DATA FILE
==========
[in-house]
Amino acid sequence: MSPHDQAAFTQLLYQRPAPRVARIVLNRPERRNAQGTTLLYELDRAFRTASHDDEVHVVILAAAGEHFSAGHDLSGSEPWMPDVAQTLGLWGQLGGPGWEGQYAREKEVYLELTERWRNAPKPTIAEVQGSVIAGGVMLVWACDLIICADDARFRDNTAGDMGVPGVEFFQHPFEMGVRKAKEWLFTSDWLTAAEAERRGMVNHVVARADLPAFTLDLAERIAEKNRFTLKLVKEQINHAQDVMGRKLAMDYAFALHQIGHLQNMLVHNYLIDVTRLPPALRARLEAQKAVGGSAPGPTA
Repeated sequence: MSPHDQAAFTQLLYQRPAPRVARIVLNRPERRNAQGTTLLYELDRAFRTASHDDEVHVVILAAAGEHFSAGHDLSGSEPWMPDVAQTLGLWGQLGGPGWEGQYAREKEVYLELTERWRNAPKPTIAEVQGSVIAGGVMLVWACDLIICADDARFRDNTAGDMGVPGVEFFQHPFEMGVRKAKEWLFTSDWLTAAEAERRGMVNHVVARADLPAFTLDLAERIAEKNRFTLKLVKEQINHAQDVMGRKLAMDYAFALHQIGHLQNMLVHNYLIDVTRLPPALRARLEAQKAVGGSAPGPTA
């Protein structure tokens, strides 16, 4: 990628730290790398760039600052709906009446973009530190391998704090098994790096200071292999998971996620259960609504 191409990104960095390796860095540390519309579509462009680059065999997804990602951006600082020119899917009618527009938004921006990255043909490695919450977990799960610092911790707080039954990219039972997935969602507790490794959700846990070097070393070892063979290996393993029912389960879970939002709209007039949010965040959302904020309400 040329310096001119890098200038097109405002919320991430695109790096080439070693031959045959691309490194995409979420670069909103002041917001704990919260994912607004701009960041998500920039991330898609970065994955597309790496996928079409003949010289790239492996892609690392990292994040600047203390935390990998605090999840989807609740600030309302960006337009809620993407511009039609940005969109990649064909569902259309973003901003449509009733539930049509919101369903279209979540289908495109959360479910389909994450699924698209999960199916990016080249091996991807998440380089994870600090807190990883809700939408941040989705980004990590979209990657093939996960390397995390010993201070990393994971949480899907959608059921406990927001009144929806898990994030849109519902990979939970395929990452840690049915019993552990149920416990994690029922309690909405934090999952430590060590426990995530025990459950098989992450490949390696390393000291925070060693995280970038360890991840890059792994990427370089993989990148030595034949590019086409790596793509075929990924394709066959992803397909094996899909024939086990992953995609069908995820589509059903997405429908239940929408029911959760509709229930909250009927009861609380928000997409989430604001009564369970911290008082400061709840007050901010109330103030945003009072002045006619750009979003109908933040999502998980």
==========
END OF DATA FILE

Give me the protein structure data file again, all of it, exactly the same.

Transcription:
[in-house]
Amino acid sequence: MSPHDQAAFTQLLYQRPAPRVARIVLNRPERRNAQGTTLLYELDRAFRTASHDDEVHVVILAAAGEHFSAGHDLSGSEPWMPDVAQTLGLWGQLGGPGWEGQYAREKEVYLELTERWRNAPKPTIAEVQGSVIAGGVMLVWACDLIICADDARFRDNTAGDMGVPGVEFFQHPFEMGVRKAKEWLFTSDWLTAAEAERRGMVNHVVARADLPAFTLDLAERIAEKNRFTLKLVKEQINHAQDVMGRKLAMDYAFALHQIGHLQNMLVHNYLIDVTRLPPALRARLEAQKAVGGSAPGPTA
Repeated sequence: MSPHDQAAFTQLLYQRPAPRVARIVLNRPERRNAQGTTLLYELDRAFRTASHDDEVHVVILAAAGEHFSAGHDLSGSEPWMPDVAQTLGLWGQLGGPGWEGQYAREKEVYLELTERWRNAPKPTIAEVQGSVIAGGVMLVWACDLIICADDARFRDNTAGDMGVPGVEFFQHPFEMGVRKAKEWLFTSDWLTAAEAERRGMVNHVVARADLPAFTLDLAERIAEKNRFTLKLVKEQINHAQDVMGRKLAMDYAFALHQIGHLQNMLVHNYLIDVTRLPPALRARLEAQKAVGGSAPGPTA
């Protein structure tokens, strides 16, 4: 990628730290790398760039600052709906009446973009530190391998704090098994790096200071292999998971996620259960609504 191409990104960095390796860095540390519309579509462009680059065999997804990602951006600082020119899917009618527009938004921006990255043909490695919450977990799960610092911790707080039954990219039972997935969602507790490794959700846990070097070393070892063979290996393993029912389960879970939002709209007039949010965040959302904020309400 040329310096001119890098200038097109405002919320991430695109790096080439070693031959045959691309490194995409979420670069909103002041917001704990919260994912607004701009960041998500920039991330898609970065994955597309790496996928079409003949010289790239492996892609690392990292994040600047203390935390990998605090999840989807609740600030309302960006337009809620993407511009039609940005969109990649064909569902259309973003901003449509009733539930049509919101369903279209979540289908495109959360479910389909994450699924698209999960199916990016080249091996991807998440380089994870600090807190990883809700939408941040989705980004990590979209990657093939996960390397995390010993201070990393994971949480899907959608059921406990927001009144929806898990994030849109519902990979939970395929990452840690049915019993552990149920416990994690029922309690909405934090999952430590060590426990995530025990459950098989992450490949390696390393000291925070060693995280970038360890991840890059792994990427370089993989990148030595034949590019086409790596793509075929990924394709066959992803397909094996899909024939086990992953995609069908995820589509059903997405429908239940929408029911959760509709229930909250009927009861609380928000997409989430604001009564369970911290008082400061709840007050901010109330103030945003009072002045006619750009979003109908933040999502998980």